Several stories have been weaved around the founding of this province. Some speak of the arrival of Alonso de Ojeda to the aboriginal village of Cueybá after having wrecked in 1510. He wandered along the coastal marshland carrying an image of Virgin Mary that he rescued from the wreckage. The first village he encountered was that of Cueybá and, as he had promised to himself, he gave the image to the cacique and had him build a temple for the adoration of the virgin.
In 1513, the territory of Las Tunas was part of Bayamo, but in the 18th century it became more independent. It was not given the title of city until 1853. In the Ten-Year War, Vicente García, a brave and polemic figure of Cuban struggles for independence, took over with his men the city of Las Tunas on December 22, 1876. In the war starting in 1895 the participation of the people of this city in the East-West Invasion was glorious. The cavalry of this region combated fiercely the Spanish adversary, thus favoring the movement of infantry towards the province of Camagüey.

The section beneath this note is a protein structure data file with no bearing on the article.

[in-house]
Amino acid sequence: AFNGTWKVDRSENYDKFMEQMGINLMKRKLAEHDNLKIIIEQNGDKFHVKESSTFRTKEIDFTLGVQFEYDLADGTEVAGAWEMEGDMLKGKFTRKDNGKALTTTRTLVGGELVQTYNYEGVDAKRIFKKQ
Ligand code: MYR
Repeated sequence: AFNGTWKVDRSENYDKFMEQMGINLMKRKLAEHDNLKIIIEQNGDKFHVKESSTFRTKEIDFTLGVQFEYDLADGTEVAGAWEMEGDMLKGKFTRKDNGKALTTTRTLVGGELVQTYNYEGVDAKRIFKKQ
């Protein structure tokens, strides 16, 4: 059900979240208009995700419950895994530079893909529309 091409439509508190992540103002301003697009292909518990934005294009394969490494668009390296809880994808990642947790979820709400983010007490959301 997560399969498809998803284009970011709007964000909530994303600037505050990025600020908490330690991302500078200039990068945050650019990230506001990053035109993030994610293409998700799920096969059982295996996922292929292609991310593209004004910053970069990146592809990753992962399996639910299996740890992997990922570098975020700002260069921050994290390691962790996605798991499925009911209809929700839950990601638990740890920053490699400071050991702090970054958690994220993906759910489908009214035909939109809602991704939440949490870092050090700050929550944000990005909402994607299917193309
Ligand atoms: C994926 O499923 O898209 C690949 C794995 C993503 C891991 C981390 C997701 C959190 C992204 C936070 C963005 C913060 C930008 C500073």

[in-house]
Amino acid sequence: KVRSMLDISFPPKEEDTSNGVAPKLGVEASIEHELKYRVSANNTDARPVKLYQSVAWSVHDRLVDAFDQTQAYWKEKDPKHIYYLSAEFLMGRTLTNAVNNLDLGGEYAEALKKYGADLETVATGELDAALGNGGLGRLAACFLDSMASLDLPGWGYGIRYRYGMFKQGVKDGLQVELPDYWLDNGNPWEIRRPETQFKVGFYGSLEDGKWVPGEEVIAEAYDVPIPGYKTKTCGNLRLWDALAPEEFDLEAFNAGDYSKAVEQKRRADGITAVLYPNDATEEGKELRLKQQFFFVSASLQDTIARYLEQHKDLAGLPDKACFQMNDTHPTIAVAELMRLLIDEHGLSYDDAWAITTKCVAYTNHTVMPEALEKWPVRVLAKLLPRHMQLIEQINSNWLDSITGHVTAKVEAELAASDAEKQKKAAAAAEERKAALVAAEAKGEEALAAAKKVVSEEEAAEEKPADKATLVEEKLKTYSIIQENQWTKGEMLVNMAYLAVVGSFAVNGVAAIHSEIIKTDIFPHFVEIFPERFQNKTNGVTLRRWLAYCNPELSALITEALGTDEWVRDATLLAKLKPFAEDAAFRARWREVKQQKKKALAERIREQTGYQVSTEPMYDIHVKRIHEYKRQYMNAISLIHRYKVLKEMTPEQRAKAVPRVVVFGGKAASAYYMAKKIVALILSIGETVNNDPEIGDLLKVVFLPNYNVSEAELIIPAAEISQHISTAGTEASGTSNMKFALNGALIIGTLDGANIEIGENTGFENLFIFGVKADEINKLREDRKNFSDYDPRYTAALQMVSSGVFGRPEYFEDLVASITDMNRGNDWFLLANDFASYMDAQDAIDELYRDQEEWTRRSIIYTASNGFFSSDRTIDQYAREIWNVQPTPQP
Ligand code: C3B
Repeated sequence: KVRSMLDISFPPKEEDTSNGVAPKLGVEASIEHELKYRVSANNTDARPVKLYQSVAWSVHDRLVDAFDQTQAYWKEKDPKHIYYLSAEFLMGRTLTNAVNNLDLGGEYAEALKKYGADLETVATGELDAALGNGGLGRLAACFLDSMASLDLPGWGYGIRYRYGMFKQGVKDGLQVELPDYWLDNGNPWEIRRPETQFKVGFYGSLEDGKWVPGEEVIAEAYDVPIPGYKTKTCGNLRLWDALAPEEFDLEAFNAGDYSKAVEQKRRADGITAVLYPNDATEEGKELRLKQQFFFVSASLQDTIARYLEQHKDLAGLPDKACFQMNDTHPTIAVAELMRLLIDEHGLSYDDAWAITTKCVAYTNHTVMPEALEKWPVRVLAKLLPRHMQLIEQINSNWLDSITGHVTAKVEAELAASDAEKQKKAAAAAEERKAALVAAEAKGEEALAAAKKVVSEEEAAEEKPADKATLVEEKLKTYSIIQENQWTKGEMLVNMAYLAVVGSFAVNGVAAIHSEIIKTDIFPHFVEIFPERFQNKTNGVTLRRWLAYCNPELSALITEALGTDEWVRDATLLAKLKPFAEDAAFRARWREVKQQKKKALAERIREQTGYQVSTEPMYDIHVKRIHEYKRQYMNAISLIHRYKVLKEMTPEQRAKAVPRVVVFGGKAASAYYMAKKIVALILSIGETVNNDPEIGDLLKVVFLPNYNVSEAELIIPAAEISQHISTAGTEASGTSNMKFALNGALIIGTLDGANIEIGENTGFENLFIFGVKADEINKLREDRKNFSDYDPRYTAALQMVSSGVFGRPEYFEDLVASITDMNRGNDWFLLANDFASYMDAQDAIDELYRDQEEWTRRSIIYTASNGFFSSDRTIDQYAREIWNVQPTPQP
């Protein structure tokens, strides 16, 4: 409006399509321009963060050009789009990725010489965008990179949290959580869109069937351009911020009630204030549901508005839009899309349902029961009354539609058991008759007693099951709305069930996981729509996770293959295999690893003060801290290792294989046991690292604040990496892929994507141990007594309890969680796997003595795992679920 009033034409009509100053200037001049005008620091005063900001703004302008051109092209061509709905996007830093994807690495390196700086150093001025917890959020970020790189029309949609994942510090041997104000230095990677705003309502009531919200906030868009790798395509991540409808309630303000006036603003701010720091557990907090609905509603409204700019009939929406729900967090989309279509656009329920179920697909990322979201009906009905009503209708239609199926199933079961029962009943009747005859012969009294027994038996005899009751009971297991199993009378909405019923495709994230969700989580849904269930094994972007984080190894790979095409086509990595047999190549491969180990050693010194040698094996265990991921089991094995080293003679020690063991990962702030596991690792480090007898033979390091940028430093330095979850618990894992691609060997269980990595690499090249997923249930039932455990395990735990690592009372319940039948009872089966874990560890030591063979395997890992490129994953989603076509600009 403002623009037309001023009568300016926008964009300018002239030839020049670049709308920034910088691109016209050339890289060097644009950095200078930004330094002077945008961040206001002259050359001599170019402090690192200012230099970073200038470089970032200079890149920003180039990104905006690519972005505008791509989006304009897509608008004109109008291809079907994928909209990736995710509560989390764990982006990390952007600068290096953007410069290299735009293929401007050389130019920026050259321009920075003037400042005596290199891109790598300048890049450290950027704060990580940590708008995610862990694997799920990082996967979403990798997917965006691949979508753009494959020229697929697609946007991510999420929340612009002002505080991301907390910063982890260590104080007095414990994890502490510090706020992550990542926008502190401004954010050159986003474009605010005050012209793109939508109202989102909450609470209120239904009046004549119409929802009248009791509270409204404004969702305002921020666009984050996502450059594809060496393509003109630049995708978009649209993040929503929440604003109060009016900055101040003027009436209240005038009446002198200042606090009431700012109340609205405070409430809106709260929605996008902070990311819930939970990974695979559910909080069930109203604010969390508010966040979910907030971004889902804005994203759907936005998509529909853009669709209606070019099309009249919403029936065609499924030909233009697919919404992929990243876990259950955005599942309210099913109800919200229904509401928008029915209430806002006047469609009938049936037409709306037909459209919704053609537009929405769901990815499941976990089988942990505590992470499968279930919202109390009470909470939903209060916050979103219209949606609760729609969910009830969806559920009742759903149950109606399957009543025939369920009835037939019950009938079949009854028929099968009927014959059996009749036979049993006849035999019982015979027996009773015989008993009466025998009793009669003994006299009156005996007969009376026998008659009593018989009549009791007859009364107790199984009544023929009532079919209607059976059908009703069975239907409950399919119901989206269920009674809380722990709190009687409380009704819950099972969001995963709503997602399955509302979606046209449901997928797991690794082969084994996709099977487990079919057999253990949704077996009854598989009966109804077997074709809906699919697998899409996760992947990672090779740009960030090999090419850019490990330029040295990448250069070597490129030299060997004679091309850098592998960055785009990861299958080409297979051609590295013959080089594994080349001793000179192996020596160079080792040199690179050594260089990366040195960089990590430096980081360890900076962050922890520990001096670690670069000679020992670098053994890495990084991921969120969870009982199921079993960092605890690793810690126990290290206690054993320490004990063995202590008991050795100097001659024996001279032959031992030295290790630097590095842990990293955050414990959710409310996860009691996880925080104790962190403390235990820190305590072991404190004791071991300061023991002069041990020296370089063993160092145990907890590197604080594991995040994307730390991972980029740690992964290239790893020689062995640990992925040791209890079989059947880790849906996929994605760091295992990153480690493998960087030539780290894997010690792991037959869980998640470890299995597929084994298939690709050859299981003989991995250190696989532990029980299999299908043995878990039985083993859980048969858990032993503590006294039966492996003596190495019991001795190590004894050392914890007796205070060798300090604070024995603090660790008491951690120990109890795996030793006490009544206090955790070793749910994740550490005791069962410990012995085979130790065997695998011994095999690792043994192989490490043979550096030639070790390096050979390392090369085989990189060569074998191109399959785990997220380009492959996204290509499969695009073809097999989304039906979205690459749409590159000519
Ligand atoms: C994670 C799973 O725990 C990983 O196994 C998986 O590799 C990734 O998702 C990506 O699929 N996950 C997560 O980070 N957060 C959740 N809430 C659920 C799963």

During the neocolonial republic, Las Tunas was characterized like the rest of the eastern region by the intransigency of its people. It was closely linked to clandestine movements and cooperated actively in the guerrilla war in the mountains.